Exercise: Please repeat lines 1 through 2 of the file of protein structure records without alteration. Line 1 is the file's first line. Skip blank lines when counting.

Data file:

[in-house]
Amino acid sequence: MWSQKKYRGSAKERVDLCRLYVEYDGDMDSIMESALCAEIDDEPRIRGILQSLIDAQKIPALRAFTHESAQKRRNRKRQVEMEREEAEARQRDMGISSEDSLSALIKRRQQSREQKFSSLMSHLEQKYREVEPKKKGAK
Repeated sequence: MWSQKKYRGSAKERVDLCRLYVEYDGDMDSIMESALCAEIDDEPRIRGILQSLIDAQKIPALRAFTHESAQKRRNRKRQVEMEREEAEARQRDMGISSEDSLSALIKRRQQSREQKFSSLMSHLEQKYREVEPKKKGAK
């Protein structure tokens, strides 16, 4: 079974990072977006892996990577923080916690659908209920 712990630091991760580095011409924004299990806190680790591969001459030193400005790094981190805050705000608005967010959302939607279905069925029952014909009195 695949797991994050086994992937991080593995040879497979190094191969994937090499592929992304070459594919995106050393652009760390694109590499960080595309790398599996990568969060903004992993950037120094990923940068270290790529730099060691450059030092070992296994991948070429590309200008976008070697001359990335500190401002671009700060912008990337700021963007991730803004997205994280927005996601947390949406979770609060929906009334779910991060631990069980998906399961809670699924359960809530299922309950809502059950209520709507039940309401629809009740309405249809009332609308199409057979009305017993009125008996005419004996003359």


[in-house]
Amino acid sequence: MWSQKKYRGSAKERVDLCRLYVEYDGDMDSIMESALCAEIDDEPRIRGILQSLIDAQKIPALRAFTHESAQKRRNRKRQVEMEREEAEARQRDMGISSEDSLSALIKRRQQSREQKFSSLMSHLEQKYREVEPKKKGAK